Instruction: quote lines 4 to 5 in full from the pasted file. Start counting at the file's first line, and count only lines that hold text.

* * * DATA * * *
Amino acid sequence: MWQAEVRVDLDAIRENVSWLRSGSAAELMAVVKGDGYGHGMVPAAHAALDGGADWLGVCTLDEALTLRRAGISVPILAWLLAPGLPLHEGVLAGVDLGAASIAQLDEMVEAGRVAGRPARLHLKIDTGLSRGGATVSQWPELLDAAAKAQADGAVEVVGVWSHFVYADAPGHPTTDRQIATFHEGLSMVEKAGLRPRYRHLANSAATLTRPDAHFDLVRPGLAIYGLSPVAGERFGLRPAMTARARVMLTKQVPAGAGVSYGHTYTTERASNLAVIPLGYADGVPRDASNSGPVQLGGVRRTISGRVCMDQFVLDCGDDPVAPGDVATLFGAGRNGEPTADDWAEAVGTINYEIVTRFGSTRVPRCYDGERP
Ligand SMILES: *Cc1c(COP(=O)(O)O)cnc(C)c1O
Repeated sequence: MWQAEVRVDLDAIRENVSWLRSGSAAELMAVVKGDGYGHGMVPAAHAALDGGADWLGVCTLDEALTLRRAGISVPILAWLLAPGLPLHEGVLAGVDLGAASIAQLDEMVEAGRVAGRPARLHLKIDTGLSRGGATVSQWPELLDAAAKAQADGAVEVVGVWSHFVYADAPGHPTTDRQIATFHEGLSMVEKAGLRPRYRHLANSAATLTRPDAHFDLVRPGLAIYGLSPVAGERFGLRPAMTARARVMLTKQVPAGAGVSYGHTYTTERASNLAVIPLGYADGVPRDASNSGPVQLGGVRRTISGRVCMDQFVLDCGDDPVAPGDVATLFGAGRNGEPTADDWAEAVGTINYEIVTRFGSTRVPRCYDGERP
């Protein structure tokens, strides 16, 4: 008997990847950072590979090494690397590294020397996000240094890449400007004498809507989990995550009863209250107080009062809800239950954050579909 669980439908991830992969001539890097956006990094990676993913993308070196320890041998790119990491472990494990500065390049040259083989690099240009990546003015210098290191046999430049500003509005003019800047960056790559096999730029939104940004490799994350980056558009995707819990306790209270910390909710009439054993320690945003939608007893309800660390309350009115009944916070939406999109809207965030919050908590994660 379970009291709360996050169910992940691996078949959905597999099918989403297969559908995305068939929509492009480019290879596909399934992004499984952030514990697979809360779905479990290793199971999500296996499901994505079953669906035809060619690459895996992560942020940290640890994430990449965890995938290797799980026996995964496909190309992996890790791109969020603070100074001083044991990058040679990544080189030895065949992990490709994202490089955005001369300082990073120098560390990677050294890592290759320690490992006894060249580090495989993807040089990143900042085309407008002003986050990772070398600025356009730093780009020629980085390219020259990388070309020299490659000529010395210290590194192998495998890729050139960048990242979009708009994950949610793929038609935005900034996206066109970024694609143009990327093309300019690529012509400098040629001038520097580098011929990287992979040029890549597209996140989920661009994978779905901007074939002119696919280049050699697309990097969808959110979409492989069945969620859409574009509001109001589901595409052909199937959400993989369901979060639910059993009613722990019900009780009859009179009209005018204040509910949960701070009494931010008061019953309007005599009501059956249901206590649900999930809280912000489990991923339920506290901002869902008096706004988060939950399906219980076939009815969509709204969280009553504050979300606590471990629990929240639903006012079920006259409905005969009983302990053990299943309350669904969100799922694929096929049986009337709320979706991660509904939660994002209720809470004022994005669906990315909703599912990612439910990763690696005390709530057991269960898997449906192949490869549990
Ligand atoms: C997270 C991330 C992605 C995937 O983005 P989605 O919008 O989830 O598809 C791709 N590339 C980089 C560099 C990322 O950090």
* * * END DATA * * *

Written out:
């Protein structure tokens, strides 16, 4: 008997990847950072590979090494690397590294020397996000240094890449400007004498809507989990995550009863209250107080009062809800239950954050579909 669980439908991830992969001539890097956006990094990676993913993308070196320890041998790119990491472990494990500065390049040259083989690099240009990546003015210098290191046999430049500003509005003019800047960056790559096999730029939104940004490799994350980056558009995707819990306790209270910390909710009439054993320690945003939608007893309800660390309350009115009944916070939406999109809207965030919050908590994660 379970009291709360996050169910992940691996078949959905597999099918989403297969559908995305068939929509492009480019290879596909399934992004499984952030514990697979809360779905479990290793199971999500296996499901994505079953669906035809060619690459895996992560942020940290640890994430990449965890995938290797799980026996995964496909190309992996890790791109969020603070100074001083044991990058040679990544080189030895065949992990490709994202490089955005001369300082990073120098560390990677050294890592290759320690490992006894060249580090495989993807040089990143900042085309407008002003986050990772070398600025356009730093780009020629980085390219020259990388070309020299490659000529010395210290590194192998495998890729050139960048990242979009708009994950949610793929038609935005900034996206066109970024694609143009990327093309300019690529012509400098040629001038520097580098011929990287992979040029890549597209996140989920661009994978779905901007074939002119696919280049050699697309990097969808959110979409492989069945969620859409574009509001109001589901595409052909199937959400993989369901979060639910059993009613722990019900009780009859009179009209005018204040509910949960701070009494931010008061019953309007005599009501059956249901206590649900999930809280912000489990991923339920506290901002869902008096706004988060939950399906219980076939009815969509709204969280009553504050979300606590471990629990929240639903006012079920006259409905005969009983302990053990299943309350669904969100799922694929096929049986009337709320979706991660509904939660994002209720809470004022994005669906990315909703599912990612439910990763690696005390709530057991269960898997449906192949490869549990
Ligand atoms: C997270 C991330 C992605 C995937 O983005 P989605 O919008 O989830 O598809 C791709 N590339 C980089 C560099 C990322 O950090």